How to make in memory SQL transformations within a data flow task

  • svenflock

    Old Hand

    Points: 366

    Hi all,

    first of all, I am new to Integration Services. I googled everything so far, but I do not find any answers on my question. So I hope anybody of you can help me out :-).

    Currently, I am migrating an T-SQL ETL process to SSIS to see the benefits in parallel executions and bulk inserts. The T-SQL codes are written sequential and persist some intermediate tables.

    A simplified example would look like:

    Source tables -> SQL transform -> persisted intermediate table 1 -> SQL transform -> persisted intermediate table 2 -> SQL transform -> target table.

    For the proof-of-concept I do not have the time to rewrite the SQL queries and find equivalents in SSIS. Well, I do not like the idea to persist the intermediate tables in SSIS, too but I want to stream the data to the next transformation. The picture from the following link summarizes exactly what I want:

    https://docs.microsoft.com/de-de/sql/integration-services/data-flow/data-flow?view=sql-server-2017

    The problem: I don't know how to do it in SSIS. I haven't found any transformation step which allows SQL input and passes it to the next transformation step (OLE DB Command is not the solution as it operates on a per row basis what I have read so far).

    A very dirty solution would be to put all in CTEs. I would end up with a monster SQL query what I don't like.

    How do I solve my problem? I need an operator to read the target columns, take them as input, apply some SQL and send the result columns to the next operator.

     

    Thanks for your help!

     

  • Phil Parkin

    SSC Guru

    Points: 243601

    You can't. If you want to use T-SQL, you need to use the DB engine (and not SSIS). You'll likely have to rewrite your existing code to make best use of SSIS.

    If the answer to your question can be found with a brief Google search, please perform the search yourself, rather than expecting one of the SSC members to do it for you.

  • svenflock

    Old Hand

    Points: 366

    Hi,

    thanks for your fast reply. I thought so as I didn't find any literature. Though, it would be nice to have something like that. There is a script transform. Why not SQL transform? The user could decide the tools to get his data transformed.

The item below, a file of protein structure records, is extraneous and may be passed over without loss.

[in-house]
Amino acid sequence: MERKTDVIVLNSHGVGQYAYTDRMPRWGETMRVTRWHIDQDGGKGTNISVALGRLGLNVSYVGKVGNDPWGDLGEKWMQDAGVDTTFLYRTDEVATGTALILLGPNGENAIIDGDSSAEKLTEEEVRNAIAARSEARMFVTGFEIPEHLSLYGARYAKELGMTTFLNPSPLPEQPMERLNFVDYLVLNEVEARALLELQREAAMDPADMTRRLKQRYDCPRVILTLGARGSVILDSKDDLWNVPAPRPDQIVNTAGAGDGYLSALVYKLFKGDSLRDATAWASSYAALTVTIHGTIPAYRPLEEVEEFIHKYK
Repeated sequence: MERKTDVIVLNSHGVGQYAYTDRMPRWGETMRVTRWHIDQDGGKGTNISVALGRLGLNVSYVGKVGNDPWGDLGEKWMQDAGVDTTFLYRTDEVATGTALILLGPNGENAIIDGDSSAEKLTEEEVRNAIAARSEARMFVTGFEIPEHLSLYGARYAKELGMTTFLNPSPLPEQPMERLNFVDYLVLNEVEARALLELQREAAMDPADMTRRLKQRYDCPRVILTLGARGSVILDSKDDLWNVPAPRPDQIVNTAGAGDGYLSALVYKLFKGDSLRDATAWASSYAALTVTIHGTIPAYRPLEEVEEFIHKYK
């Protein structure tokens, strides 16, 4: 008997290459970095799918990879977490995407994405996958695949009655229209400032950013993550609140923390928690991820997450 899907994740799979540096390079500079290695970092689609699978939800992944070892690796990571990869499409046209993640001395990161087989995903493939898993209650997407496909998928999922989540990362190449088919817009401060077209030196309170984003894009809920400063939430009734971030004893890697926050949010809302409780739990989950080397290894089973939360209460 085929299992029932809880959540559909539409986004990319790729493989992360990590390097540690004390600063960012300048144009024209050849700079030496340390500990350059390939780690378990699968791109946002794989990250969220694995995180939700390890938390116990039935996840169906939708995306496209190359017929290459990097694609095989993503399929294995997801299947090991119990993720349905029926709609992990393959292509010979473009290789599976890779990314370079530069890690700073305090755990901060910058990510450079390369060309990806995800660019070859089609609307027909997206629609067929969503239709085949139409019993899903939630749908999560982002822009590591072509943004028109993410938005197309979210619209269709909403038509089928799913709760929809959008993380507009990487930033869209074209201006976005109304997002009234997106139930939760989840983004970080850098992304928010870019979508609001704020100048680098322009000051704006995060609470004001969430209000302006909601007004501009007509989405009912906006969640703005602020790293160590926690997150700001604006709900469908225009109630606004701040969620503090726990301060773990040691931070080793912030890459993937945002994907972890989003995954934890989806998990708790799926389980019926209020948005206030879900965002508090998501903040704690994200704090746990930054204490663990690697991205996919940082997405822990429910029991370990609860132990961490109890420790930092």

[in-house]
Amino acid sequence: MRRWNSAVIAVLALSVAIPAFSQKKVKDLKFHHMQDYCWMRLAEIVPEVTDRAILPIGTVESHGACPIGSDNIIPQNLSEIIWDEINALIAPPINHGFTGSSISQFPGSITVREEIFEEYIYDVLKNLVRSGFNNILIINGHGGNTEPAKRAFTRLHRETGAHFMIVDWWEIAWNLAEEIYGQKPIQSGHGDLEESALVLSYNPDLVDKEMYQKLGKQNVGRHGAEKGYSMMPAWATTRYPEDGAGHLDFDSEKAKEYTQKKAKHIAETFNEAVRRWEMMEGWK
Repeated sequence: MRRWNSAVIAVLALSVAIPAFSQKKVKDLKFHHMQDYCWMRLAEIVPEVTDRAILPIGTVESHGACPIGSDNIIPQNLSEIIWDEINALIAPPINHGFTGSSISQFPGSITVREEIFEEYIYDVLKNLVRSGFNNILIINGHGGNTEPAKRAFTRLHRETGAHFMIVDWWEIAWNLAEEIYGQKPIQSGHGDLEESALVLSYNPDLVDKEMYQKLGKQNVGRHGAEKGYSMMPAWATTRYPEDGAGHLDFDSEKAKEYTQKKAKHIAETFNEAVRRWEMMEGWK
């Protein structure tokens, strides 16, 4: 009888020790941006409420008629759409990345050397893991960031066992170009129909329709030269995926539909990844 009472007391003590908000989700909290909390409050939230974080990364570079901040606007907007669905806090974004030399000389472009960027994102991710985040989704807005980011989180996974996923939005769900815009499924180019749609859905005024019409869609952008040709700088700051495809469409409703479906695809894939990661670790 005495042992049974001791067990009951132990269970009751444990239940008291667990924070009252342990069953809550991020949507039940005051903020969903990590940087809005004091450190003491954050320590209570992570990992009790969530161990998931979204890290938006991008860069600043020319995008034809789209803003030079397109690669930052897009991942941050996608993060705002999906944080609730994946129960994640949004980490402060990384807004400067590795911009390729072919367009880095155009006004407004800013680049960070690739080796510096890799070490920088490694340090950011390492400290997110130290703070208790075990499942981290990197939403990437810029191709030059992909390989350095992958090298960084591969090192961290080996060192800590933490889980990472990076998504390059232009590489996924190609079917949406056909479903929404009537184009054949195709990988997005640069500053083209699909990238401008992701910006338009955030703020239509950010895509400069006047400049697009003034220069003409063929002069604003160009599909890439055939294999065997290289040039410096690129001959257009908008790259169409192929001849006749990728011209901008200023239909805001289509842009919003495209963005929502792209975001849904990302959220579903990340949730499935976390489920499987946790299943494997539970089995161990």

I guess, I need for time to leverage the benefits of SSIS tools. For the sake of time, I will use OLE DB source and past the query into it and write it directly to OLE DB target. And so on and so on. It's not nice but acceptable for the time frame.

     

    Bye

     

  • Phil Parkin

    SSC Guru

    Points: 243601

    A SQL transform would require access to a DB engine. To make use of that engine would require the passing of data to the engine and the subsequent retrieval of processed data from the engine. And this is effectively what you are planning to implement 🙂

    As you learn more about SSIS, you will no doubt change the way you think about how to architect your ETL, to take advantage of its features.

    If the answer to your question can be found with a brief Google search, please perform the search yourself, rather than expecting one of the SSC members to do it for you.

  • svenflock

    Old Hand

    Points: 366

    Ok, understood. Just thought that I can somehow skip persisting manually the intermediate table.

    Can you recommend some links which provide translation and thinking from T-SQL to SSIS?

    For me, it is currently quite difficult to find the right balance between SSIS tools and getting as much transformed in the OLE DB source object. I found a site with performance tips and it sorts SSIS tools in different performance buckets. It states that "don't use the sort operator! Don't use the merge operator! Do your sorts and joins in the DB OLE source directly". My sources are all DBs, so I can leverage that. I understand that these objects exists to allow such transformations with non-DB objects (XML, CSV, XL(X), etc.).

    So, any links about philosophy and the SSIS's mindset are more than welcome 🙂